a female has been extremely painful. Fighting the male ego has almost moved me
to a non-faith position as a Believer. But, of course, the G-d that I have a
relationship with is none of the above. I do believe that Yeshua was the first
recorded feminist. So, in your desire to disciple, it is incumbant upon the
body of Messiah to review history and culture vs. the grace, love, and freedom
of our G-d in word and deed. Struggle my friends and struggle well as Jacob
did. Then you will have honored the greatest commandments of Messiah.
-- Dr Juster replies:
While I emphathize with your plight, I would urge you to look at the
broader picture. Barnard Lewis, the very famous professor and expert on
Islamic nations at Princeton, has written that Christianity has done the
most to elevate women. Lewis is a Jew, but says this because
Christianity enjoined monogamy. Previouly women really were like slaves
with men having multiple partners. In the Islamic world women are less
than human. I would add that it was not Chrisitianity, but Yeshua and
Messianic Judaism that brought this change. Though we believe in the
husband's role in leadership in the home and in the congregation, women
are to be specially honored. Peter says that if we do not treat our
wives well, our prayers will not be answered. In addition, the Bible
gives women very large ministry opportunities in preaching the gospel,
ministries of healing, counseling, evangelizing, and on infinitum. Yes,
treating women well is essential to discipling men and Ephesians 5 has
for years been put forth as our goal.
14:52 09May08 Dr. Jim Boswell -
Dan, this is a great article. Keep up sharing that what most of us has
practiced does not produce Kingdom results. I would not suggest that
traditional preaching and classes are wrong but just totally insufficient to
complete the work the Lord has given us.
After leaving the ministry for 11 years because great preaching, bible schools,
classes, youth groups and even house churches did not produce disciples that
obey the Lord, I finally started personally, intimately discipling a hand full
of individuals. Without a model to follow I made a lot of mistakes. But today,
I am pleased to see the growth, surrender and obedience to Christ in the ones
the Lord has given me.
-- Dr Juster replies:
We find that we eat, drink and even go to sleep thinking about
discipleship. I agree that the other things have value, but never as a
substitute for disciple making.
16:23 14May08 Rod -
Discipleship does take place in the format Barna suggested. We mentor, we
graduate and go out two by two. I would not return to a country club
environment again for anything. Small cells like ours are active, involved,
and responsible. We respect the authority placed in those who lead us, but no
wishy-washy lukewarm pew dusting sleepers. And no boards to place directives
on us that would dampen the work of the Holy Spirit. No Jezebels leading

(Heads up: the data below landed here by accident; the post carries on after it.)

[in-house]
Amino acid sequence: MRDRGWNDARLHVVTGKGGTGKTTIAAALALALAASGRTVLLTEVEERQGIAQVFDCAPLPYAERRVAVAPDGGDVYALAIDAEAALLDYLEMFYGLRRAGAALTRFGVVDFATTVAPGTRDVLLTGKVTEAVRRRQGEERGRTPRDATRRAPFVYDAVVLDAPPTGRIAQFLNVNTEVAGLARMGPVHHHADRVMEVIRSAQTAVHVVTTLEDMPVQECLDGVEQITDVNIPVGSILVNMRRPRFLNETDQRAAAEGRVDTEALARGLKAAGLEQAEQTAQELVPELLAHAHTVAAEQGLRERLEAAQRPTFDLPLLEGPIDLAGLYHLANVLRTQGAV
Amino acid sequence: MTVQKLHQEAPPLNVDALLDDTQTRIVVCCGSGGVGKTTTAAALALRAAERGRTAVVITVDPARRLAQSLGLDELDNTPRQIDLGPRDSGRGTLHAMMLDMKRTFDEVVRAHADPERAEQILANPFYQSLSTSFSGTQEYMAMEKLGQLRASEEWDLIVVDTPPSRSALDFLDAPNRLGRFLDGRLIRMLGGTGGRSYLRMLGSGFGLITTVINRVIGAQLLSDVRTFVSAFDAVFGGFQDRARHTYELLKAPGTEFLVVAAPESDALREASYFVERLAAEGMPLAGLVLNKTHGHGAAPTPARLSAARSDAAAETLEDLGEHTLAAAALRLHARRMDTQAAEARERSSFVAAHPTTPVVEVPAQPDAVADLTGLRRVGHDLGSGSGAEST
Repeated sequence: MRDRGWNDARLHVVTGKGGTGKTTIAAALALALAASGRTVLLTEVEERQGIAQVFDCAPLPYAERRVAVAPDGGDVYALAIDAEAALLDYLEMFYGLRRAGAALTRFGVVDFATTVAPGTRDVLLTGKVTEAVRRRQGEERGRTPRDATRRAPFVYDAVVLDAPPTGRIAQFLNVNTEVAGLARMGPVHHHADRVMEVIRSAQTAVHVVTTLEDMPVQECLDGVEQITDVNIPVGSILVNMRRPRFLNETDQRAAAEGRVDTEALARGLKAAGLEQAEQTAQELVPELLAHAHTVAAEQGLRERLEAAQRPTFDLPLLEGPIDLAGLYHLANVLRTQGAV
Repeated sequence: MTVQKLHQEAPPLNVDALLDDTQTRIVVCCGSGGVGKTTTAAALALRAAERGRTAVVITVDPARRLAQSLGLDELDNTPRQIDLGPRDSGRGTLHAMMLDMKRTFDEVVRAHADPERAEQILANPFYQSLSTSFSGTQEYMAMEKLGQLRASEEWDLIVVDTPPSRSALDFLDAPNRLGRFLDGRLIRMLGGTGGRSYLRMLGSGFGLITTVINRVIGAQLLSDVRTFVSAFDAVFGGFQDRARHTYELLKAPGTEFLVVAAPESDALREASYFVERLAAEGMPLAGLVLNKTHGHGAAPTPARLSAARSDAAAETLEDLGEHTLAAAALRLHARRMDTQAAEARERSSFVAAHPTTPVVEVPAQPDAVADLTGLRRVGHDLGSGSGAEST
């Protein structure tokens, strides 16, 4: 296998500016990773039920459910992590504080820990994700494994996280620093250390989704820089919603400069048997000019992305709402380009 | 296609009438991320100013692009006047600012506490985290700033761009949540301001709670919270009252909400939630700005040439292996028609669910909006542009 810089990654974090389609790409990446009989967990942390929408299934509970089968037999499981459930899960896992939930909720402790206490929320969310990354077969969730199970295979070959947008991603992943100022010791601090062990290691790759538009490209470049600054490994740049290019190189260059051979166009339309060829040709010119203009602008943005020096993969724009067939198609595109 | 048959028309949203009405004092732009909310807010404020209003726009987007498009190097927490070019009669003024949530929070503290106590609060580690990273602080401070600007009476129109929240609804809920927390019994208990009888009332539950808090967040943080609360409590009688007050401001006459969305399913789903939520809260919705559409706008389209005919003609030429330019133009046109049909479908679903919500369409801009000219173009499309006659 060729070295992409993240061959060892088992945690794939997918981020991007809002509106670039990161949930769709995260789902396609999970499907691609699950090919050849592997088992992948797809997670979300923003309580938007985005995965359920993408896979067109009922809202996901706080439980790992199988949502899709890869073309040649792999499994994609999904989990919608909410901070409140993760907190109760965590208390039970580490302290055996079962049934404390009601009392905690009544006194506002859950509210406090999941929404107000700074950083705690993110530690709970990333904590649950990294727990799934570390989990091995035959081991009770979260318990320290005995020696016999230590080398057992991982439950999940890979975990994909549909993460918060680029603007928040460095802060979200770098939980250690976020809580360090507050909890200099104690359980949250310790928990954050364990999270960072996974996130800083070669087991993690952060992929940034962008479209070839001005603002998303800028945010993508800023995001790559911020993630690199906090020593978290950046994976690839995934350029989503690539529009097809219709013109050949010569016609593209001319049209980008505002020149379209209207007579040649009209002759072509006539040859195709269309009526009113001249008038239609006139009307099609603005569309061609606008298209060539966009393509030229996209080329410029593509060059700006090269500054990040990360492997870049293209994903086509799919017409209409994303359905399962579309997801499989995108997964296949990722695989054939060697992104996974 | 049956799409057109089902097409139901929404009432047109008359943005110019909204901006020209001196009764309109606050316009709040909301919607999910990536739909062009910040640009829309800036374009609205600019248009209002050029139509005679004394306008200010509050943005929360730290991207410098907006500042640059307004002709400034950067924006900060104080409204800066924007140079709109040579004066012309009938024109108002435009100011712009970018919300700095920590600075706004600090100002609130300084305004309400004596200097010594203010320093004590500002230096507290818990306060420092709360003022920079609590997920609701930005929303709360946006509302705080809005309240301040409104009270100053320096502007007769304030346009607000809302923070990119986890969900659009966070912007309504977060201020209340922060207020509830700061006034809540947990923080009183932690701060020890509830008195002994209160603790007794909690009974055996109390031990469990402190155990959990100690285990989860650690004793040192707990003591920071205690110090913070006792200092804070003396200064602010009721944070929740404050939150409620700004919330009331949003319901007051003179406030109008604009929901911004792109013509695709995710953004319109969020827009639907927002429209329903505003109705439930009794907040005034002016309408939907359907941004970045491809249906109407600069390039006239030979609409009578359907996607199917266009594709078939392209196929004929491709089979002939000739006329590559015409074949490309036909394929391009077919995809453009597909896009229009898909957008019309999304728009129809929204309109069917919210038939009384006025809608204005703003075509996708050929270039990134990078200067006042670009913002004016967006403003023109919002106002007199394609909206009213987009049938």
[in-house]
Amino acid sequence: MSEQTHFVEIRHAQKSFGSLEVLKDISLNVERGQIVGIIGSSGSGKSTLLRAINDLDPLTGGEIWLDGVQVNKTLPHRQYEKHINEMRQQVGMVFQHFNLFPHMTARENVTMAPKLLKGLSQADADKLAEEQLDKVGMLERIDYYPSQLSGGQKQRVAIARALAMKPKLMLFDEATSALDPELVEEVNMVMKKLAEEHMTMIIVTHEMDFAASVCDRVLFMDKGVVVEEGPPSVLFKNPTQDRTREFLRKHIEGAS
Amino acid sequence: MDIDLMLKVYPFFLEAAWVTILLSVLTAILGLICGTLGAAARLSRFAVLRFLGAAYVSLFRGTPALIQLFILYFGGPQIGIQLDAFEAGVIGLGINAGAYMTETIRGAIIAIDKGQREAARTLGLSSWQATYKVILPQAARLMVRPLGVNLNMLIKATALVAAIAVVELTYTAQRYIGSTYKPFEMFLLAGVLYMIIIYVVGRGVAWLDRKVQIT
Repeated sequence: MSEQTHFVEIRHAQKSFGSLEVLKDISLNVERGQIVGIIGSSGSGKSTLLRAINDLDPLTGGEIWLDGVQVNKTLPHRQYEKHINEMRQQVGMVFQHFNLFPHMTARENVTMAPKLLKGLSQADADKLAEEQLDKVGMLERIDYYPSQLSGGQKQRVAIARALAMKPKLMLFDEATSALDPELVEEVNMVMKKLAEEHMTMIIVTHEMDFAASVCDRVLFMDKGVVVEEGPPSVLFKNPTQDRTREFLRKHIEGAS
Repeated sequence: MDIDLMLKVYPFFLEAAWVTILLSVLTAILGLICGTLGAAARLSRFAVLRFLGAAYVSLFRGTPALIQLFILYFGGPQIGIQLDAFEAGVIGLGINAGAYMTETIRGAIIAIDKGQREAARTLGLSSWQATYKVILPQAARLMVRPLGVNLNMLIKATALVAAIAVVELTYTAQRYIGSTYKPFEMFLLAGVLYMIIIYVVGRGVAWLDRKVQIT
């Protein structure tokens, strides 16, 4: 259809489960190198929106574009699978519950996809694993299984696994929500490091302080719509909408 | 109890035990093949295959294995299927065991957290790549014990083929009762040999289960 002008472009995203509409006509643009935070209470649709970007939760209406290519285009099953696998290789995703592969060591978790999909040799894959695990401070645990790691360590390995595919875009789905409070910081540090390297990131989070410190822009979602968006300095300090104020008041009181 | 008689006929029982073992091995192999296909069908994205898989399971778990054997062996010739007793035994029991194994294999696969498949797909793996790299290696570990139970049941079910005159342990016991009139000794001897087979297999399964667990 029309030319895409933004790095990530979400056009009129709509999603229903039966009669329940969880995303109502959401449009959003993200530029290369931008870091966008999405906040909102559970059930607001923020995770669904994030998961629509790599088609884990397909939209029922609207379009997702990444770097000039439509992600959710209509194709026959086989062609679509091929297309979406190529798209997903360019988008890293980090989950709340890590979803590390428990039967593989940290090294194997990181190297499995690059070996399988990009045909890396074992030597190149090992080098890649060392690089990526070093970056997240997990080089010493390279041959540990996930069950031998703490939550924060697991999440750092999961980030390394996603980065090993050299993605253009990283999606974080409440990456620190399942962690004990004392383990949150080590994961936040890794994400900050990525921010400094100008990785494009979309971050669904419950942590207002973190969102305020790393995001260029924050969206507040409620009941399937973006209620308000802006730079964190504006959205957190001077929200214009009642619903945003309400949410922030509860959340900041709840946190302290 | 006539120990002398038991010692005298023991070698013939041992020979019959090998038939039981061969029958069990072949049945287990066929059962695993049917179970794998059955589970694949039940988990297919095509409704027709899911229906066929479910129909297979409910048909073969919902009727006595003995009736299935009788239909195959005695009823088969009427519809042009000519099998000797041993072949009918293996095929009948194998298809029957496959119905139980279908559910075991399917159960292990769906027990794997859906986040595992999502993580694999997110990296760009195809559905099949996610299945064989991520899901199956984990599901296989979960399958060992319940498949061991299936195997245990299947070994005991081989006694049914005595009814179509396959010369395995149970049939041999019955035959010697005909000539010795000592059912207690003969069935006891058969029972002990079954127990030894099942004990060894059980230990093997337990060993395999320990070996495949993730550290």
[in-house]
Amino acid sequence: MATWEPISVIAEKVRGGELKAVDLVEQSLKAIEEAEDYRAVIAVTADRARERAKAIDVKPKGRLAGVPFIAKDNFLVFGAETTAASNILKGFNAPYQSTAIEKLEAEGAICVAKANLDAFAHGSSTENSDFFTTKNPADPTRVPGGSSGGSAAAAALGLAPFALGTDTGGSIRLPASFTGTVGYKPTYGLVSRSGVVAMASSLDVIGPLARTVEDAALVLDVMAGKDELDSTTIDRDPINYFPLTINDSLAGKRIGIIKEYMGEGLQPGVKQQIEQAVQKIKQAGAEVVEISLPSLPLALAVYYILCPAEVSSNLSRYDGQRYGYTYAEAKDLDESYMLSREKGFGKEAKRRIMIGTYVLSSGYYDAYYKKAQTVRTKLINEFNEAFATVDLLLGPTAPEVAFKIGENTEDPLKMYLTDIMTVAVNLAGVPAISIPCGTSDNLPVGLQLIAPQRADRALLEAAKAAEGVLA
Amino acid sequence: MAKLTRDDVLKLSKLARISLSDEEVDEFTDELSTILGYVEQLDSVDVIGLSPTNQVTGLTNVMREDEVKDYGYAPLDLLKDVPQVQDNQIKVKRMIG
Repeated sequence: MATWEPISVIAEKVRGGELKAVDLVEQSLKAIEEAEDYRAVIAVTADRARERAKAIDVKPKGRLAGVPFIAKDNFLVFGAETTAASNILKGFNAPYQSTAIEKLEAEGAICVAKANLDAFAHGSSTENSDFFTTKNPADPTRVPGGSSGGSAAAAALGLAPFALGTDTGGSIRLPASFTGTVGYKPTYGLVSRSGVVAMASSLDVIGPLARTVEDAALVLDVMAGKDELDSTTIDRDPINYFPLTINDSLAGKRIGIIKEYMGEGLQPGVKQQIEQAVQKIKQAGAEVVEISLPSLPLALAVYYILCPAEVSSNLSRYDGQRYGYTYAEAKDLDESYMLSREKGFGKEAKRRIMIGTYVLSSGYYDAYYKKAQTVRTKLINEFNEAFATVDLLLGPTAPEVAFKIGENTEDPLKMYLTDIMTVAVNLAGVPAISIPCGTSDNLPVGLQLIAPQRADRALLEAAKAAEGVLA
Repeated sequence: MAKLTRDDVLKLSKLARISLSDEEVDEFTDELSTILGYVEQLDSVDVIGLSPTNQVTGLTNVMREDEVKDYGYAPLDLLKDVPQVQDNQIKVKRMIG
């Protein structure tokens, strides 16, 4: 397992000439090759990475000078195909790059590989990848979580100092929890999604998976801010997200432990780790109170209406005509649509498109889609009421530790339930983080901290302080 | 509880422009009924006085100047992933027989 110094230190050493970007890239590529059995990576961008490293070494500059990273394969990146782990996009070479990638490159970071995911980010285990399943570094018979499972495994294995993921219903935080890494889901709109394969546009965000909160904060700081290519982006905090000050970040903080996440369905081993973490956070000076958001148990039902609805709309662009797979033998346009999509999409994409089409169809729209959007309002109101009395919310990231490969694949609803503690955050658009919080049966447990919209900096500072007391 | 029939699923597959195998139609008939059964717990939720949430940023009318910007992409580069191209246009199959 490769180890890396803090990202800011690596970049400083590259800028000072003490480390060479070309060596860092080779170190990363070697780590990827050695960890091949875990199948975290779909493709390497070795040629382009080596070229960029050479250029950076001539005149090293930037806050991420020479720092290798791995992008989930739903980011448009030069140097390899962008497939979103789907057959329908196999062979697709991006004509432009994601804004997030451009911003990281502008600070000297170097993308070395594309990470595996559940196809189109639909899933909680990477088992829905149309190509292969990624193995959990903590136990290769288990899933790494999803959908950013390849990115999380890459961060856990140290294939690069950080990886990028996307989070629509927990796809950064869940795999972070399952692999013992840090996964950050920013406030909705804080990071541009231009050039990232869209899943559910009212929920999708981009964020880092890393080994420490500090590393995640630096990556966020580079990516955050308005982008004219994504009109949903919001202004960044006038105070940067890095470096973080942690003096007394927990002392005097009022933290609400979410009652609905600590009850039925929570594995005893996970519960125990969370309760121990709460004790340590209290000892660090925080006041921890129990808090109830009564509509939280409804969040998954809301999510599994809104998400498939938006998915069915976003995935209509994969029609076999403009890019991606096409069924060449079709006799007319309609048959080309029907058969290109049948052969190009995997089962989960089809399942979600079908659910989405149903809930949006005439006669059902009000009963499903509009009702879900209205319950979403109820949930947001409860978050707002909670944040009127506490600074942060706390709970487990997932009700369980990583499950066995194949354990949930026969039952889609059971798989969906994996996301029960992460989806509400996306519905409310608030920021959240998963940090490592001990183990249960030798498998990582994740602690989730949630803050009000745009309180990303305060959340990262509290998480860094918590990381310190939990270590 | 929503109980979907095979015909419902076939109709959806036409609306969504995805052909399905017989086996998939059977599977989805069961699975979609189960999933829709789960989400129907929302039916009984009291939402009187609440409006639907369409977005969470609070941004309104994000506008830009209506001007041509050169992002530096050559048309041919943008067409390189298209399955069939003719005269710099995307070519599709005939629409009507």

worship, no hidden sins or agendas in the camp. Just a drive to be holy and
pure of heart, that we would be a bride spotless and without wrinkle, and
prepared for warfare, a concept totally lacking in the 'church'. And judgement
falls first on the house of the Lord.
15:40 11Feb09 Joseph Cole -
You mentioned that discipleship requires personal relational skills and a clear
curriculum focused through small group ministry. Which curriculum would you
23:29 05Jun14 Robby Hanes -
I have a sad but true testimony of what happened to me after I became a
Christian in 1988. First of all, when I became a Christian, I had no church
background and had no knowledge of the Bible. So after about 9 months of
attending church, I purchased my first Bible. Fortunately I had a background as
a personal trainer in bodybuilding and powerlifting so I knew how to live in a
methodical lifestyle. I designed a Bible study schedule and prayer schedule and
incorporated it into my life along with my weekly schedule of going to work and
working out at the gym. As I started to learn about God's word, I felt like I
needed more help in being a real disciple so I asked my pastor to put me on a
serious discipleship training program and he looked at me and turned around and
walked away without saying a word. However, he eventually did give me a
beginners course in basic discipleship which I gladly received but I felt like
the little booklet was one step removed from being a kid's book. The sad part
is that no one ever took me to the side and said or suggested that I should be
a disciple. I felt like I was all alone in the matter and that I had to train
myself in the principles of Christianity. As I said before, had I not had a
background in being a personal trainer, I don't think that I ever would have
become a disciple.
-- Dr Juster replies:
I wish I could say that your story is an exception, but my experience and
Barna's surveys tell me, that your experience is the norm today. There
is simply little in the way of serious discipleship today.
16:48 23Feb15 anonymous -
I think the real problem is that control freaks can no longer find
a way to make their outmoded command and control religion work.